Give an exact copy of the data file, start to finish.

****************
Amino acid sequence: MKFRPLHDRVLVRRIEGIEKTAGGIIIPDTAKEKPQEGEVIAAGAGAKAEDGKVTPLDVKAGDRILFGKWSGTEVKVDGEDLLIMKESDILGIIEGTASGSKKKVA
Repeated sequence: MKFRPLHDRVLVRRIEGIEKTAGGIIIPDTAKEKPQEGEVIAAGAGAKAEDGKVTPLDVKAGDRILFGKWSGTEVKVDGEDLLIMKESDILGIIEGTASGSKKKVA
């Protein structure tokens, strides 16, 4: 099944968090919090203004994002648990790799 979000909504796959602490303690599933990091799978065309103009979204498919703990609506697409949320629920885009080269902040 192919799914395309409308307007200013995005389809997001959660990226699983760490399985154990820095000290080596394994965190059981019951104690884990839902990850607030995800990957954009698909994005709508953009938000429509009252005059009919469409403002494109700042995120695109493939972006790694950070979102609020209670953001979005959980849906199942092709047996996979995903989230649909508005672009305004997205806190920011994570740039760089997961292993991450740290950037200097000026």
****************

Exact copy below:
Amino acid sequence: MKFRPLHDRVLVRRIEGIEKTAGGIIIPDTAKEKPQEGEVIAAGAGAKAEDGKVTPLDVKAGDRILFGKWSGTEVKVDGEDLLIMKESDILGIIEGTASGSKKKVA
Repeated sequence: MKFRPLHDRVLVRRIEGIEKTAGGIIIPDTAKEKPQEGEVIAAGAGAKAEDGKVTPLDVKAGDRILFGKWSGTEVKVDGEDLLIMKESDILGIIEGTASGSKKKVA
């Protein structure tokens, strides 16, 4: 099944968090919090203004994002648990790799 979000909504796959602490303690599933990091799978065309103009979204498919703990609506697409949320629920885009080269902040 192919799914395309409308307007200013995005389809997001959660990226699983760490399985154990820095000290080596394994965190059981019951104690884990839902990850607030995800990957954009698909994005709508953009938000429509009252005059009919469409403002494109700042995120695109493939972006790694950070979102609020209670953001979005959980849906199942092709047996996979995903989230649909508005672009305004997205806190920011994570740039760089997961292993991450740290950037200097000026």